Of course, things were completely different when Winston Churchill died. Queen Elizabeth II had great affection for him, and her recommendation for a full State Funeral made its way to the House of Commons on Monday, January 25th, at two-thirty PM. Such an expression was the ultimate sign of respect and honor. It was quickly approved and the House postponed all other business until after Churchill was buried.

He would be the first “commoner” to be so honored since Mr. Gladstone.

[I am currently finishing a novel set against the backdrop of “Operation Hope Not.” It’s titled, “THE CHURCHILL FUNERAL PLOT” — coming soon! – DRS]

He Had a Way With Words

[This blog is posted at VENTURE GALLERIES E7DC4EA9236857D984A33483589CB_h498_w598_m2— DRS]

I’m a student of history. I’m also a Churchill buff. Maybe I’m just drawn to highly effective overweight people who achieved greatness and longevity.

Yes, Churchill was indomitable, often rude, terribly stubborn, and clearly enamored of his opinions – but he also had a great capacity for graciousness.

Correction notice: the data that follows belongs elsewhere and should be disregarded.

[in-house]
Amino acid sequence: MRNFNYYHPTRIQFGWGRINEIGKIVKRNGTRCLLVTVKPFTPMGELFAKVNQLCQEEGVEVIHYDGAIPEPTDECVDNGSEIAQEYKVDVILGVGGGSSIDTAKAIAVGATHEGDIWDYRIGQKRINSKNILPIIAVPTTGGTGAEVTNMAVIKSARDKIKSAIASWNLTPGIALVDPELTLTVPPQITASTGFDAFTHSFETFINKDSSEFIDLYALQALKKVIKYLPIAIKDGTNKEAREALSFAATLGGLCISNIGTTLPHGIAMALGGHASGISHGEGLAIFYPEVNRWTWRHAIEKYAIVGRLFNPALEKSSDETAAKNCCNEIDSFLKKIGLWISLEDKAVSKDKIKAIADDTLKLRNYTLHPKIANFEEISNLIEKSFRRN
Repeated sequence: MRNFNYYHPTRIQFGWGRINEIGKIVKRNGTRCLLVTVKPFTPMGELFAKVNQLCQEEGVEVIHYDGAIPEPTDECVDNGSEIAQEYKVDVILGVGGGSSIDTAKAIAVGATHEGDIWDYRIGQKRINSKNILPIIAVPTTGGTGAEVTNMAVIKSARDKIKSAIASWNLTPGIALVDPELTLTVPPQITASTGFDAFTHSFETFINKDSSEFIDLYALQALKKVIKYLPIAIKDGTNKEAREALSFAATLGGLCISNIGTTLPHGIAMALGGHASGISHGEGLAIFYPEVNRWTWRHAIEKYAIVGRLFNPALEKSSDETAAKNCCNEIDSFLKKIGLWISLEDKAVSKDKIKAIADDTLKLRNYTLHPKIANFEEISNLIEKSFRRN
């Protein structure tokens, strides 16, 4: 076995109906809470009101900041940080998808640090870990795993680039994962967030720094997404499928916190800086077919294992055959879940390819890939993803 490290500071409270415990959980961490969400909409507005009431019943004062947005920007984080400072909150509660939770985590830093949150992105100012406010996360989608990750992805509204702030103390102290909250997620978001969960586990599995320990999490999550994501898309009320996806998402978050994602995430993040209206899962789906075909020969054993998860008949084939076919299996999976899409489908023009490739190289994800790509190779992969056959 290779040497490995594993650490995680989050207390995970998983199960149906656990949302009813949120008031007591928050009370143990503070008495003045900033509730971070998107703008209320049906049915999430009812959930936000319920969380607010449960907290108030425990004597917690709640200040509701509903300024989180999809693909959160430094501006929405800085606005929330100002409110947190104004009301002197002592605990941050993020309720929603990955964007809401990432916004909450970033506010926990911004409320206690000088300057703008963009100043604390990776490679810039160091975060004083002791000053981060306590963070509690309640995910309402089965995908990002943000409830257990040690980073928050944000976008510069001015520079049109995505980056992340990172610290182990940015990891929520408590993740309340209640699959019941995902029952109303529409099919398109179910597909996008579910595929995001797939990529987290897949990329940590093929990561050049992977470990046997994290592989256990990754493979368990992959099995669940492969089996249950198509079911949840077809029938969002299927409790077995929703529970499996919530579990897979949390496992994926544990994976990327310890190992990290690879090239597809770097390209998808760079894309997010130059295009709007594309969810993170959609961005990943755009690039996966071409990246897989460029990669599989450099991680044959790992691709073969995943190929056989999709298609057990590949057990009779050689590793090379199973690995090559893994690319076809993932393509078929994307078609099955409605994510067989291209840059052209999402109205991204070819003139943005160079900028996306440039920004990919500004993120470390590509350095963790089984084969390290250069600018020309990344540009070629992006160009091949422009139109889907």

For example, though he had been Neville Chamberlain’s persistent, and at times vociferous, critic, Churchill was overwhelmingly kind to his predecessor, who was, though no one knew it at the time, not long for this earth when he stepped down as British Prime minister, making room for Winston on May 10, 1940.

One of the first things Churchill did after coming to power was to tell Chamberlain that he and his wife could stay in their home at 10 Downing Street for the immediate future.  Neville’s wife, Anne, not only enjoyed living in the Prime Minister’s residence, but she had actually done much to improve the dwelling.

Neville was moved by this generous gesture.

Though Chamberlain had taken chronic offense at Winston for his personal attacks in the House of Commons and the press, considering him something of an enemy (even once having Churchill’s phone tapped), it’s clear that this feeling was not reciprocated.  Winston remained personally loyal.  This would pay significant political dividends during fragile moments when the War Cabinet was debating whether or not to make peace overtures toward Hitler.  Chamberlain backed Churchill on that.